Cosima’s character is lost this season. It seems there is more to Cosima than her sexuality, but the writers have forgotten that. Let’s pop them in a love triangle! Let’s torture cophine fans and pimp this new “romance” in social media hardcore! I don’t know what they’re doing.

A less likeable Cosima? I think so. A totally unproductive Cosima who hasn’t lifted a finger to help herself in 6 episodes? Yeah. That. Right there.

Hello! I heard you guys were still doing critiques and I honestly needed help with this, It’s supposed to be the body base for my Toy Chica lineup picture, would you please give me some advice if you have?

This is really nice! It looks like you’re going for a kinda chubby, pear-shaped Chica, so I’m going to be using plus-sized women as examples (please excuse the fact I used lingerie models: they show off more of the tum and hips)

Here are some other basic body shapes in case I’m wrong about the pear shape! 

The hips of the drawing are sort of wonky and look like they sorta just burst out of the torso

Some women have more rolls than others! Some have smaller breasts than others! Body variation is entirely up to you.

Flawless curve tutorial


Hope this helps!

(submitted by zandapheri)

this is a very creative eggplant pic, sender. it’s clear that you’ve made an effort with the overall aesthetic. there’s certainly an interesting contrast between the futuristic attire and background, and the object you hold in your hand. i also appreciate the ambiguous way in which you look at it. confusion? desire? it’s left to the imagination in a good way.

however, what brought the picture down for me was the way the eggplant almost seems like an afterthought amongst the admittedly impressive visuals. it occupies a small space to one side, which kind of makes me quiestion whether this is truly an eggplant pic. it has its merits, but the distractions and positioning cause it to fall a little short of what i would hope for in an eggplant pic.

thank you for submitting to critique my eggplant pic. your eggplant pic gets a C+.

Check your Criticisms.

I don’t know why I feel the need to post this rant, but here it goes. 

I’ve noticed a strange trend online, one that I’m sure you’ve all seen as well: Criticism and critique is no longer based on the quality and worth of something. Now it seems that increasingly cynical and myopic criticisms are being based on perceived deficiencies in works being produced, not in the way the stories are told on their own merit.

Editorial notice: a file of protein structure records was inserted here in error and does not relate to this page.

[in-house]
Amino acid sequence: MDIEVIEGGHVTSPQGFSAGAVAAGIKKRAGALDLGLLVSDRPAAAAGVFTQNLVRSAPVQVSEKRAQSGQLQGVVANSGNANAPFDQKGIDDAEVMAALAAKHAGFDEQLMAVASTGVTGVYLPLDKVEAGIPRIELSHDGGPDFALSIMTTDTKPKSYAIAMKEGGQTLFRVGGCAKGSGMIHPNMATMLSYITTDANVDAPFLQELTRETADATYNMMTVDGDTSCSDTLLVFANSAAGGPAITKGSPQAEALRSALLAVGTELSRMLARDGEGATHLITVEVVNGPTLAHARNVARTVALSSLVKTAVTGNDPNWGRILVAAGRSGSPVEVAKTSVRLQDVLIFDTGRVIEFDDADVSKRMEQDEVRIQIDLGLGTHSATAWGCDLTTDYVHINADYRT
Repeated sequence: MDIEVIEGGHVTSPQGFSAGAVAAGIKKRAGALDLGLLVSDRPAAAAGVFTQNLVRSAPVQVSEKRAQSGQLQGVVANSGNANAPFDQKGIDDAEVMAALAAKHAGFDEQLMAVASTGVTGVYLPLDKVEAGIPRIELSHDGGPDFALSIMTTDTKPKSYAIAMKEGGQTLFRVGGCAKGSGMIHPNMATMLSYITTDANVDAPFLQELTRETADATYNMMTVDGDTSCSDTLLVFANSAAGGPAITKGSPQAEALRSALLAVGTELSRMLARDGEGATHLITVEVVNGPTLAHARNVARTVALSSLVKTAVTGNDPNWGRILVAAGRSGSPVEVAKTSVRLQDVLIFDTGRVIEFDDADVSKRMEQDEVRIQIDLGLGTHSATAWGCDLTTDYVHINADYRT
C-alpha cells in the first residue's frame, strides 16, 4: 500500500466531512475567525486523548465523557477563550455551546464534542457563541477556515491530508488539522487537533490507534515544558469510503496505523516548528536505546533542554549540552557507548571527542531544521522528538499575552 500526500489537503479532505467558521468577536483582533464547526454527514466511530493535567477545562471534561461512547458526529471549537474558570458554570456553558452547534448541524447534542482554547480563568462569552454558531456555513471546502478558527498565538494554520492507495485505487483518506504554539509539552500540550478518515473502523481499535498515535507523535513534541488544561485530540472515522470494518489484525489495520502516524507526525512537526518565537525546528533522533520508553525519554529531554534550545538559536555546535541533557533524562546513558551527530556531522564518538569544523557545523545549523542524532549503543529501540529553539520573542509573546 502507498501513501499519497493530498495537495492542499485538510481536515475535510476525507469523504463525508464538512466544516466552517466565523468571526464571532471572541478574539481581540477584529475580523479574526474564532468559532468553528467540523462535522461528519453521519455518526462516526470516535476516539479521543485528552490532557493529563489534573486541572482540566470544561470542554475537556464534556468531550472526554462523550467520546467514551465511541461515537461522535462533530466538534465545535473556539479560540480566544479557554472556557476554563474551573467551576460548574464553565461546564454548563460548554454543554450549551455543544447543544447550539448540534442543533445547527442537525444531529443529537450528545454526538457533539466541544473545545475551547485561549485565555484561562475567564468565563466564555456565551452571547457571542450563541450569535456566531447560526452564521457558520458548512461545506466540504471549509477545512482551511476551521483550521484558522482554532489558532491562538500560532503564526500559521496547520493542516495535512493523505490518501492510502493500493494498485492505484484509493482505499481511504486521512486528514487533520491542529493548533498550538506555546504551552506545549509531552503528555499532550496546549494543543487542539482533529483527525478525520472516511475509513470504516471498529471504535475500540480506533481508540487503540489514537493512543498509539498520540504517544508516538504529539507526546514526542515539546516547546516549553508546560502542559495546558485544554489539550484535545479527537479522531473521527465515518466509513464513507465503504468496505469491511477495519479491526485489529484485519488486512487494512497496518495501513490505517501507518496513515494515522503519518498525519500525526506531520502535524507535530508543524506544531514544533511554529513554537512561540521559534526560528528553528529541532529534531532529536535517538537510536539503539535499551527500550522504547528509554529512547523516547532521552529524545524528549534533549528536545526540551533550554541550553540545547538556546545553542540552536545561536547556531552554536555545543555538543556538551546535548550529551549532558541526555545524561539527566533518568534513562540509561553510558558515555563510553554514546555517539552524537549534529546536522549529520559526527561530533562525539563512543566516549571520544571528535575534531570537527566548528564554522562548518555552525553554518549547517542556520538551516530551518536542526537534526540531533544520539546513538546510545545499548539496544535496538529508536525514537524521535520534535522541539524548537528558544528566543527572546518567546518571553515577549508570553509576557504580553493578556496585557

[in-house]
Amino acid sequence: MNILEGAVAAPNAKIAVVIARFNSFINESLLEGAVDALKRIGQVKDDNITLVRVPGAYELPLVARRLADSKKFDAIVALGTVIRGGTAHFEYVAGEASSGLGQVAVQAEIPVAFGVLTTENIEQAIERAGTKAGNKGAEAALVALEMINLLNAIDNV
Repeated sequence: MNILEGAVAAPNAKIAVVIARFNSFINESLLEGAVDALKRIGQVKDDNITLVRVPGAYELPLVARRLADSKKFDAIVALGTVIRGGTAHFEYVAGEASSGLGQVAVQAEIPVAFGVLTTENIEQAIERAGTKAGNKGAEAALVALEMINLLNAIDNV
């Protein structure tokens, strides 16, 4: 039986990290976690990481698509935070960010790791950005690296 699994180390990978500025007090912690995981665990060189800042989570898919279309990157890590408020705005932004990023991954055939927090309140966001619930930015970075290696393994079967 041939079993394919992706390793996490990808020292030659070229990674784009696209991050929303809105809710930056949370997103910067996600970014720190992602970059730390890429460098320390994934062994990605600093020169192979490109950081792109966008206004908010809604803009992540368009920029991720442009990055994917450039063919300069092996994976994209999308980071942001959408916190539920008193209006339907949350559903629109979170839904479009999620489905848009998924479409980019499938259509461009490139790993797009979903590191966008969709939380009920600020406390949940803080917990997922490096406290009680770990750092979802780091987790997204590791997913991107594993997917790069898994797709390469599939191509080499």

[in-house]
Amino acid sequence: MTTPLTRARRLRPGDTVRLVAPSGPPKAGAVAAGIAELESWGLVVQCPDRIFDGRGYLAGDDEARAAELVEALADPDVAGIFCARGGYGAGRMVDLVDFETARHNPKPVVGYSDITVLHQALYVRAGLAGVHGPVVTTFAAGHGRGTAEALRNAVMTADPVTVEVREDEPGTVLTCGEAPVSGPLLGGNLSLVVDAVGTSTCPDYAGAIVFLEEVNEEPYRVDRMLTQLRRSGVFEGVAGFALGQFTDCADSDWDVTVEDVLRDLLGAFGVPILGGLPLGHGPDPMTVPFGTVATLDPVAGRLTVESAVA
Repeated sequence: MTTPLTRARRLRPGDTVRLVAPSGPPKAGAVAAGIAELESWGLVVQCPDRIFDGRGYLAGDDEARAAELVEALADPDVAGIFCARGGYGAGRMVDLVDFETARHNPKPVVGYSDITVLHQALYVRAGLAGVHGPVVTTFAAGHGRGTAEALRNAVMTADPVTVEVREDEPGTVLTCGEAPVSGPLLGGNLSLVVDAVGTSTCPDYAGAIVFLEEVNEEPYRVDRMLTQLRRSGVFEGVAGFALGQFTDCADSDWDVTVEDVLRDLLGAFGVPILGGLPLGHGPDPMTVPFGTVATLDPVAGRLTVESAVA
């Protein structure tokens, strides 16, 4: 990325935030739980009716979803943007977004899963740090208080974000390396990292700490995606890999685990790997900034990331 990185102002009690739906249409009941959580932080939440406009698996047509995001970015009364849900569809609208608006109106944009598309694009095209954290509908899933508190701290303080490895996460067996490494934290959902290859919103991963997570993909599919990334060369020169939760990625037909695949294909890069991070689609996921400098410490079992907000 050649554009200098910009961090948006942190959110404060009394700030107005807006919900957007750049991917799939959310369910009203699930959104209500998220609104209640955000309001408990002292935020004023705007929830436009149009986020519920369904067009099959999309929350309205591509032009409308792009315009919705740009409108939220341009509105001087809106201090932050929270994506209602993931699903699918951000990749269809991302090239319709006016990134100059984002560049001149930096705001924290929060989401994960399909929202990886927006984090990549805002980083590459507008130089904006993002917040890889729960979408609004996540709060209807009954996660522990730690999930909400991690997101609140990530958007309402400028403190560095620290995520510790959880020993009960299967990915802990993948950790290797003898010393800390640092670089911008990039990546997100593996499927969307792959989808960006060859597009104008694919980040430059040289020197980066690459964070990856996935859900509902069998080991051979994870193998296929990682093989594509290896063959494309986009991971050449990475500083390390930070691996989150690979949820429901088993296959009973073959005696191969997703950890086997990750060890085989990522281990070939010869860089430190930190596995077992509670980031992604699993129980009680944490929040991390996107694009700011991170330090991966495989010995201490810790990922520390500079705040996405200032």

I’ll use the backlash that Joss Whedon received for his portrayal of Black Widow as an example.  He created a perfectly valid and personal reason for Black Widow to feel and act the way that she does in “Age of Ultron”, but he was derided online for not handling her story the way that “the internet” found worthy.  Instead of critiquing the story structure, or the handling of her character WITHIN the context of the backstory and character that HE had developed, he was raked over the coals for not presenting a strong enough feminist argument with her. But that wasn’t the story he was trying to tell with her.  He wasn’t trying to create an icon of feminism in her character, he was trying, at minimum, to tell a story of a girl who had everything taken away from her, including choice, and how she dealt with her past as she developed into a hero.  That was the point. I may be wrong on the specific details (I don’t know what was in his mind specifically), but he created a very compelling story for her in the very few minutes of screentime that she had. 

Just because he didn’t create a banner image of the feminist ideal does not make the story he created for her invalid!  But the internet BLEW UP at him, and it baffled me.  She wasn’t a weak character. She wasn’t a damsel in distress, she was in every way an equal to the rest of the cast, and in fact she had a much more compelling reason to be a hero than many of the other characters. I’m all for stories that the world needs to hear, that champion the rights and strengths of women as individuals and not just fantasy.  I want more and more of those stories. And guess what? That story was there with Black Widow. Just because it didn’t align with the way “you” would have wanted the story told doesn’t make it bad.

I’m starting to feel that if creators are too concerned with pleasing tumblr, or twitter, or their peers and fans on any social media, they might start forgoing plot, theme and character in order to advance “ideals”. Ideals are great, the world needs to hear them,  but work them in organically if they are of the utmost importance to you. And then lay off other creators who don’t see the world the same way that you do, or who create something that you feel “would be better if he/she just did this…”  

I remember that recently an online comic shut down IMMEDIATELY after it started, all because a few critics balked at the idea of a non-Japanese person creating a manga about Japanese voice actors.  Really?  Is that creator’s desire to tell a story invalid because they may get a few facts and idiosyncrasies about Japan and it’s culture wrong? It was a love letter to something the creator cared deeply about, but the creator decided to shut down the comic, drowning under the voices of a few idealists who decided that the problem of what it lacked (an actual Japanese voice) was more important than the story that it was trying to tell.

I see people who love swords criticize, complain and antagonize a creator for the way sword are held in comic books.  I’ve seen an artist CRITICIZED for the amount of “muscly dudes” that he draws because, as he said, that’s just what he likes to draw.  Hey, critic, here’s a great way to approach an artist that you see “lacking” diversity - “Hey artist ‘x’, I love your work! I’d love to see more of the women you draw as well, because they look amazing! Just as amazing as the guys you draw!”  or “I love that you have such badass sword fight scenes in your comics! I love swords and sword fighting technique! Here’s some reference you might find handy for future issues!” Maybe he/she will give you what you want, maybe they won’t, but the point is, be nice.